For example, the Risk Data Lake needs to provide services such as:
Encoding a roof geometry from a satellite picture into one of the Exposure Data Modules (EDM) roof geometry encodings
Reading a PDF document and converting it to a structures policy representation
Converting any exposure format from EDM, CEDE, or OED, and unifying them into a single exposure representation (for example, Risk Data Open Standard™, or RDOS)
Without risk data preparation utilities or a defined risk schema for that matter, users of a vanilla data lake would spend an inordinate amount of time reinventing them for each company and each department.
With the complexity around risk, developing a consistent financial model is important, along with a consistent method to resolve geolocation (geocoding) and aggregation functions (portfolio accumulation of exposures and losses, rolling up and grouping of modeled losses, etc.).
The Risk Data Lake, for example, needs to provide common verbs such as “roll-up-portfolio-losses,” “get-marginal-impact,” and “accumulate-risk-exposure” to enhance the productivity of risk analytics developers. These common services should support the right primitives to help get financial metrics in a consistent way, so results can be compared over time and presented with consistency.
Without these services, users of a vanilla data lake would have to rebuild each one from scratch, on their own.
Access to Third-Party Risk Data
Unlike a vanilla data lake, the Risk Data Lake needs to incorporate risk-related information in an easy-to-consume form. Users of the Risk Data Lake should have direct access to core data – including hazard; exposure attributes; environmental, social, and governance (ESG) scores; and demographic and firmographic data – from any vendor or source.
The Risk Data Lake should also have common identifiers that connect these to the core risk schema mentioned above, including exposures, portfolios, and loss estimates.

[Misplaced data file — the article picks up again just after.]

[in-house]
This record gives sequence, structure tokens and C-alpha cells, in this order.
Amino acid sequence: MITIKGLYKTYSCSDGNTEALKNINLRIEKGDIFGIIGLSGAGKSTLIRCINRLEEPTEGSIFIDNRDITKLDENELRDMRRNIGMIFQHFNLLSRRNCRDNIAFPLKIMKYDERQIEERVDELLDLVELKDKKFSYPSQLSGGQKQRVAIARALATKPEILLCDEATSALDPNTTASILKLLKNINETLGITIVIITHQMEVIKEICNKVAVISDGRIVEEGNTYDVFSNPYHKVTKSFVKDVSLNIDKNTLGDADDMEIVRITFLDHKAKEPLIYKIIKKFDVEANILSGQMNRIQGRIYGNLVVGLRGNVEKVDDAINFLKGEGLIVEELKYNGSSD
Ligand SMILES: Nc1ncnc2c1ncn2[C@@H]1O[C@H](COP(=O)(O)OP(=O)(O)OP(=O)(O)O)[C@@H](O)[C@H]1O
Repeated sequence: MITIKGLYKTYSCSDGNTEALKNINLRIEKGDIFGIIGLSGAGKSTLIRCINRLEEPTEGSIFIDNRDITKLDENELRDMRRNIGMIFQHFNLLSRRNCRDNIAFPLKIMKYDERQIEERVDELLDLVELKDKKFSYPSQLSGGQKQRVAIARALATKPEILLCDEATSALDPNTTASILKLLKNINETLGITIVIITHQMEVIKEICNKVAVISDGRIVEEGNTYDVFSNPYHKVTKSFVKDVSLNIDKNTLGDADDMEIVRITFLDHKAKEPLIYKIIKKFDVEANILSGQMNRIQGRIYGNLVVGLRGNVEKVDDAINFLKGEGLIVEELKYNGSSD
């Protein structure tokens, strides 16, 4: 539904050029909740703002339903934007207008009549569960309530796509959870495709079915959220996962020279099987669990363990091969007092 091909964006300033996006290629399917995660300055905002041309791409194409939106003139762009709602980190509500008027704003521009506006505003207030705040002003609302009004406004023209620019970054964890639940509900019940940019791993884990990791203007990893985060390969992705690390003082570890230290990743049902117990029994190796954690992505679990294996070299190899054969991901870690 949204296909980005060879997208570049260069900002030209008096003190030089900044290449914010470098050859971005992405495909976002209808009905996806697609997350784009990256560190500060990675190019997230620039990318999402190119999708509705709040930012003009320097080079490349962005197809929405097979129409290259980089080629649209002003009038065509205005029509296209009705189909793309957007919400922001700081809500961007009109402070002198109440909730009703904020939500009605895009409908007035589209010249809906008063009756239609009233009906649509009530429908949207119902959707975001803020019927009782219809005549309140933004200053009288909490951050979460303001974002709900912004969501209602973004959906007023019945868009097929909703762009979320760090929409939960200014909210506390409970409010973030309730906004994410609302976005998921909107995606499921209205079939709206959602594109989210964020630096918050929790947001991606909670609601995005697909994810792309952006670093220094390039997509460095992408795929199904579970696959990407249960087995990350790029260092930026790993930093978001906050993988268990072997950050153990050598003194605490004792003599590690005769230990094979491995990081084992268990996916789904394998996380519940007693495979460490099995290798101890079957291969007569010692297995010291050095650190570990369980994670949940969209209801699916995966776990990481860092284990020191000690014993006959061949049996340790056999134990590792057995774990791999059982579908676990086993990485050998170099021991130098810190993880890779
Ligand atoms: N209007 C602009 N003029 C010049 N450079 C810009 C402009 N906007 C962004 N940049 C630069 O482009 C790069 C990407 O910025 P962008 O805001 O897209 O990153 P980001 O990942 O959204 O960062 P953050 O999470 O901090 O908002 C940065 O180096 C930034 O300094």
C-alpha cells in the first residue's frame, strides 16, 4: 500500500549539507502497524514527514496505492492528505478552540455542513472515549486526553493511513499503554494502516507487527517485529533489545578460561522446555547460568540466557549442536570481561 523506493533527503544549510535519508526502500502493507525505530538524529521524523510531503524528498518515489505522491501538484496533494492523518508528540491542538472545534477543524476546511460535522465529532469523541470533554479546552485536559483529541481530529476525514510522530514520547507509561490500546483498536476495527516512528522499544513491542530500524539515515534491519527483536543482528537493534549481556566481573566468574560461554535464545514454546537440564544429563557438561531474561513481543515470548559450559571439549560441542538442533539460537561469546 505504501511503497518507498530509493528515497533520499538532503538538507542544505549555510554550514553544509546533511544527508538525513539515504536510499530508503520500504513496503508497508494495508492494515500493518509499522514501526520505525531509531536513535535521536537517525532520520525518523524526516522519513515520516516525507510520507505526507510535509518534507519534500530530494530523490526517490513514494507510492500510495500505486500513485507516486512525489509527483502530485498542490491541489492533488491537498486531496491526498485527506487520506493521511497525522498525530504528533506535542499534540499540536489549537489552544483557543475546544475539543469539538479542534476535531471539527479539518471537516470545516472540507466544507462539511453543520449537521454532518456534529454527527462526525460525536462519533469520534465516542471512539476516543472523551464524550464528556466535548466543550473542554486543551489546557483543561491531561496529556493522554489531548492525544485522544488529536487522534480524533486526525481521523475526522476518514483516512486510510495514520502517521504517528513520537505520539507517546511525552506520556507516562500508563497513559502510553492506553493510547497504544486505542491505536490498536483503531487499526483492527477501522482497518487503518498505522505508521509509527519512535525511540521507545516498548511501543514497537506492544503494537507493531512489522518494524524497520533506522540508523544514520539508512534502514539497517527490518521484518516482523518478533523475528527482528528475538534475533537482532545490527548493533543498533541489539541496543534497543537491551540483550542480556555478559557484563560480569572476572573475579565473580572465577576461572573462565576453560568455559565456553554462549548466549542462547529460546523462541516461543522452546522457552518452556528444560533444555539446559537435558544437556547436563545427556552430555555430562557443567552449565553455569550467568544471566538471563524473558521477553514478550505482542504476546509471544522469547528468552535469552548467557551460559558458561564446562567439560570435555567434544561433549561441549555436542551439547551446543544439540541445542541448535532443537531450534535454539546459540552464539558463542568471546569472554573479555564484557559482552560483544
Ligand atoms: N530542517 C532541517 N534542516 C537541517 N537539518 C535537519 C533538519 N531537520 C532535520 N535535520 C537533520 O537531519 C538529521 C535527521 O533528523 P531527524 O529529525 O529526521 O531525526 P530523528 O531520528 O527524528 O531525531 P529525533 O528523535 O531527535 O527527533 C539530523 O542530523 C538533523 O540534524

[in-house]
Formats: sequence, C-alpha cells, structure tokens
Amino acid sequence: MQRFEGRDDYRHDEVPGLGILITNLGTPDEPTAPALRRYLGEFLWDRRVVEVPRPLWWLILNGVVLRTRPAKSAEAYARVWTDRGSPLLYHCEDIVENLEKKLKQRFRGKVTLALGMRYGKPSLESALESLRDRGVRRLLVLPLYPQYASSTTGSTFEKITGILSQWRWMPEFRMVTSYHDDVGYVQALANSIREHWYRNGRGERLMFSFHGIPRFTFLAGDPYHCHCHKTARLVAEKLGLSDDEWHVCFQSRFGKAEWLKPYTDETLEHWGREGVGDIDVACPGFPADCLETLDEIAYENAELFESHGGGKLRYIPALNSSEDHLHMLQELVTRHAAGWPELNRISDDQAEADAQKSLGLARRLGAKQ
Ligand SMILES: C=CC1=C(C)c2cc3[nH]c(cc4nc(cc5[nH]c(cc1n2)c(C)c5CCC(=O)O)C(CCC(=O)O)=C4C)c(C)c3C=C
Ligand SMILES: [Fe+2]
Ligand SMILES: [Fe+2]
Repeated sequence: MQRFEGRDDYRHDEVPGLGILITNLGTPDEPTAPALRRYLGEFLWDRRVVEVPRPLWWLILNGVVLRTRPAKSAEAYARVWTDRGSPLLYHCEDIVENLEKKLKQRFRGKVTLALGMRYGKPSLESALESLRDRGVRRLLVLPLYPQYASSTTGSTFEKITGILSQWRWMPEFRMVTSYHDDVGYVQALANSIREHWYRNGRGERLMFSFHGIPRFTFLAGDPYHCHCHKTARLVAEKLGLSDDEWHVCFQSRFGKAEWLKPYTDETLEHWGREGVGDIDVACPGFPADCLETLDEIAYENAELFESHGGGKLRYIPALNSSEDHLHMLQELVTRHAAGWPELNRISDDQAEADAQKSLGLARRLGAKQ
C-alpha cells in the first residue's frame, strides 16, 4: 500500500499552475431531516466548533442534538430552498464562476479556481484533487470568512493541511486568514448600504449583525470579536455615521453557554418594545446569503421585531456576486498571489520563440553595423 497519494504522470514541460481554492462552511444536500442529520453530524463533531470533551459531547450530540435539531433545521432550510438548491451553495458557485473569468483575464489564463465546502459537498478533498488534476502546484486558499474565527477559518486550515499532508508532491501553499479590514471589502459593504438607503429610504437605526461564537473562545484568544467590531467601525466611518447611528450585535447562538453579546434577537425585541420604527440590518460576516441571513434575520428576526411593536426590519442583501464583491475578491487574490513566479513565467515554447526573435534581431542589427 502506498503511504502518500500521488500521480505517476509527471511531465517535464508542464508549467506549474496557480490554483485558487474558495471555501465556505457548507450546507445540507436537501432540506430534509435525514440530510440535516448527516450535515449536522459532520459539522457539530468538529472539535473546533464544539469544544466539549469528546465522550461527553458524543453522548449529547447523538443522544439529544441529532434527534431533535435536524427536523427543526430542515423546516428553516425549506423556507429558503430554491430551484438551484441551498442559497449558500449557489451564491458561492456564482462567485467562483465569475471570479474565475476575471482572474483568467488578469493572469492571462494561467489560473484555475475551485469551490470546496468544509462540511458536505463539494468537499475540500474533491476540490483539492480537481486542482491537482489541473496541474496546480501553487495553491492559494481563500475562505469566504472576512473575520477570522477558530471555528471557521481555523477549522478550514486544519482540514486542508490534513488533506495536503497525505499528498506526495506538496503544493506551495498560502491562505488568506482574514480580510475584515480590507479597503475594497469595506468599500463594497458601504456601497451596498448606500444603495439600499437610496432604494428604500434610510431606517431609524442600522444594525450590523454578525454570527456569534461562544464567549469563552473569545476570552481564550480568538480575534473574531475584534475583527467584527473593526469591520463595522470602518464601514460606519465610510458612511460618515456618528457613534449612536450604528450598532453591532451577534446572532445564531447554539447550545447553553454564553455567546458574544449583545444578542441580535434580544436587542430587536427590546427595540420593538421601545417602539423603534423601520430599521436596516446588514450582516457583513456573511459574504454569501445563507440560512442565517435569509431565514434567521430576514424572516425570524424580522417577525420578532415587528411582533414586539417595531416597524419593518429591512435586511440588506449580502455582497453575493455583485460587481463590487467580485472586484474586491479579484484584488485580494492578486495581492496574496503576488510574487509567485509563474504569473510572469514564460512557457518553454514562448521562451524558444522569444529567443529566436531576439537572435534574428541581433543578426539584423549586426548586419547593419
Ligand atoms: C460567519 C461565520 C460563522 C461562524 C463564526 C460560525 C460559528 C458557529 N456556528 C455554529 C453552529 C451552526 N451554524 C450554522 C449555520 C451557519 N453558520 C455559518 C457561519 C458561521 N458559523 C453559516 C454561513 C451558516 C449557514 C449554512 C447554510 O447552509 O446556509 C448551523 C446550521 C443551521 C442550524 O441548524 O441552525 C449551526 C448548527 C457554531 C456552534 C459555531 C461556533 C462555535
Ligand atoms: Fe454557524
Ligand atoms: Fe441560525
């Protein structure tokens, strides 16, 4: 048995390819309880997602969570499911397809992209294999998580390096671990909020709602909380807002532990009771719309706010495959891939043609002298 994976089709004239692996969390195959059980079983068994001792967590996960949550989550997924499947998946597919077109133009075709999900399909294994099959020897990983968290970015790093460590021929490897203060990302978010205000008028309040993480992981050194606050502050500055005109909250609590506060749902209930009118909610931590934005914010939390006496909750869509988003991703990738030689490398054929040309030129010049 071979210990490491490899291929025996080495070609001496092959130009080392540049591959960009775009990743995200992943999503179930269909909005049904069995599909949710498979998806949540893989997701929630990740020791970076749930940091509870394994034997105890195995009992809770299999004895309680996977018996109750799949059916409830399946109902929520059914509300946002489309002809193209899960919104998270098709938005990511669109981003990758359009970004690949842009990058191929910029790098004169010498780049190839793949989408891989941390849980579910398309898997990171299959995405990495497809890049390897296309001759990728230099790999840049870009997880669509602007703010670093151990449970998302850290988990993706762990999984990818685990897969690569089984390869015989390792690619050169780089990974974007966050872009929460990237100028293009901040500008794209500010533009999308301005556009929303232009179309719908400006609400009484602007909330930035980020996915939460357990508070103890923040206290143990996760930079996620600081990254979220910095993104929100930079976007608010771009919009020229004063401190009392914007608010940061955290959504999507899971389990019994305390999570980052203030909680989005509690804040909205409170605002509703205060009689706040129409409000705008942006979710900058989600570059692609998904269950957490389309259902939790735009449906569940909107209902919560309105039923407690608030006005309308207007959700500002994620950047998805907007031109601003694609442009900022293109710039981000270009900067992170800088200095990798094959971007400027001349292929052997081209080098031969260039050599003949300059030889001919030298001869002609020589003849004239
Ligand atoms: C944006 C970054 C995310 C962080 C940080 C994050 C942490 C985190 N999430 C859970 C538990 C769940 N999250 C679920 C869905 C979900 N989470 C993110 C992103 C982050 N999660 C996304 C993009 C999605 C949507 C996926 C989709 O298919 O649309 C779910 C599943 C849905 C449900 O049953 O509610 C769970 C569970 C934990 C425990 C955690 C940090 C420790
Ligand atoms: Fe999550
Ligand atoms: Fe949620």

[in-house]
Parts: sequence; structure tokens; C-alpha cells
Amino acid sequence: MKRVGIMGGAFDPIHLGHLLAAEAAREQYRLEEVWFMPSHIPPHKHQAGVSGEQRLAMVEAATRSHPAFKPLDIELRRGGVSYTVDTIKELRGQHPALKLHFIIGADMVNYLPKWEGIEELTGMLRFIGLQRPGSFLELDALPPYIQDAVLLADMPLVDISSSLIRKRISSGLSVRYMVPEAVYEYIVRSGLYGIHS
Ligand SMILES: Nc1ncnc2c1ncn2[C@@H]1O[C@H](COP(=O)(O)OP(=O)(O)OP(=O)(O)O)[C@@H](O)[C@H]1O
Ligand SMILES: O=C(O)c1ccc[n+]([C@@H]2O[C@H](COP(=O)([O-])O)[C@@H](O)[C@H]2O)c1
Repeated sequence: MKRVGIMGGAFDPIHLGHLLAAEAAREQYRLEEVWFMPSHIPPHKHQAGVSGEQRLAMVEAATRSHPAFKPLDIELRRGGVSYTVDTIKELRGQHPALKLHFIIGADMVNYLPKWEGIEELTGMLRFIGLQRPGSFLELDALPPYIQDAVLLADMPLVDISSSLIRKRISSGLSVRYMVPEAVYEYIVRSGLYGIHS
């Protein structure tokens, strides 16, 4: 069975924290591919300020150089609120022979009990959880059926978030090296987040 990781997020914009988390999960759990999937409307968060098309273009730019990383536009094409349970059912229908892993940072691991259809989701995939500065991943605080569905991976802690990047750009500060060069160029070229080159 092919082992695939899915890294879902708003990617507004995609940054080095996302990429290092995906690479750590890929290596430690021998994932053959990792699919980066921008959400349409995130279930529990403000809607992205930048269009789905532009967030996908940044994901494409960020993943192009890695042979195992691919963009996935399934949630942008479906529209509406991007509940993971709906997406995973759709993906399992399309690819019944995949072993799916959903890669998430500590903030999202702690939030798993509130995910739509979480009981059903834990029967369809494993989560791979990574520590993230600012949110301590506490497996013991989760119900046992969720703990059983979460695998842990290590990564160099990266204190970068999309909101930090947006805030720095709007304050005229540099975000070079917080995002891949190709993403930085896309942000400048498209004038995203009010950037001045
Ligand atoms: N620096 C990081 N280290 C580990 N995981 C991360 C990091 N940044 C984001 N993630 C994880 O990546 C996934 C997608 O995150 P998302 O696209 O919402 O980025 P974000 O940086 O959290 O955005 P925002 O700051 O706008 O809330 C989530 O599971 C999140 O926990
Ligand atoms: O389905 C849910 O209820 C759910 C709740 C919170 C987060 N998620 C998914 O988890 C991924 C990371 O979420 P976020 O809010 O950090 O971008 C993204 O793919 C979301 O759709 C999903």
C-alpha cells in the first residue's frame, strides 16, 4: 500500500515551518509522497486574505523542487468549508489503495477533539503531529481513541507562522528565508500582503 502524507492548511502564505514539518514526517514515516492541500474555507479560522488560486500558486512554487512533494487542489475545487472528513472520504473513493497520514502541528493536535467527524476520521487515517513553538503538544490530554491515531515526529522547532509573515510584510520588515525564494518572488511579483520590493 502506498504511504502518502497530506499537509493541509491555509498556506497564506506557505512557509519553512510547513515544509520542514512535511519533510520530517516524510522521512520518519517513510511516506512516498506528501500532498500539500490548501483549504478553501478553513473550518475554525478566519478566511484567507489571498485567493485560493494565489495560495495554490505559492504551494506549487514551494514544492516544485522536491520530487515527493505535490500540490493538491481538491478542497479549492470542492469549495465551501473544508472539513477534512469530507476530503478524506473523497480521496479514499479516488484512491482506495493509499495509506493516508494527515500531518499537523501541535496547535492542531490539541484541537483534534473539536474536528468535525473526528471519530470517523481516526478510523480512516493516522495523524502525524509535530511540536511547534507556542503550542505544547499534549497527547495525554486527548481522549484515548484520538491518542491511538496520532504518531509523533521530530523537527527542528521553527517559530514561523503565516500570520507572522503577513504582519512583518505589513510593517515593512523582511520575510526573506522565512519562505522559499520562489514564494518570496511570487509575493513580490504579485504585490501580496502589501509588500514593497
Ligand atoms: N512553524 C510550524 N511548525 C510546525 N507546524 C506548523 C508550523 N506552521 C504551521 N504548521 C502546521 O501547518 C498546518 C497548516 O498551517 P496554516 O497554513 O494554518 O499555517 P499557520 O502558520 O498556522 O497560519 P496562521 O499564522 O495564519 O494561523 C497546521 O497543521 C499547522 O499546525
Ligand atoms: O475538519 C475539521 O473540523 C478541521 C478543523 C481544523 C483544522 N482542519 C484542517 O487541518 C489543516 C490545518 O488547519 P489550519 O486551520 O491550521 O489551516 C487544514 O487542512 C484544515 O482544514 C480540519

For example, the Risk Data Lake can make it simple to join different data sources together. It also needs to offer built-in identifiers (such as a unique “Building_ID” for each asset that’s a building) and simplify connecting hazard and exposure attributes (such as soil type, roof shape, occupancy, and year built) with simple lookups.
An alternative approach is the use of a unique “Company_ID” identifier that connects the building to a unique company, which would then simplify connecting “the number of people working in each building” and “list of supplier Company_IDs” that include the suppliers, and their suppliers, and so on.
Without this, the vanilla data lake user is stuck building complex data engineering pipelines that get various reference data sources into shape, and then having to deal with complex refresh logic to update them as new data comes in.
Finally, all the Risk Data Lake attributes discussed here are in addition to the regular capabilities you’d expect from any data lake, including a programmable interface, secure data access, scalable storage, data catalog, and so on.
I should also note that here at RMS, we aren’t in the business of reinventing the wheel. We are using existing data lake, lake house, and data mesh capabilities ourselves. However, moving from a vanilla data lake to your own Risk Data Lake takes a lot of work. We want to ensure that you do not need to build your own capabilities from the ground up for programmable risk insights – so you get an applied data lake with risk analytics that are simple and accessible.
What Can You Do with a Risk Data Lake?
Space and time won’t permit an exhaustive discussion of this important topic. But let’s cover three insurance use cases.
Tuning Risk Models for Risk Strategy
Many of our clients have customized risk strategies, which are their “secret sauce.” A critical aspect of that risk strategy comes from tuning, customizing, and blending risk models. Applications on the RMS Intelligent Risk Platform™, such as Risk Modeler, provide ways to apply customizations – but developing thecustomizations is not easy to do.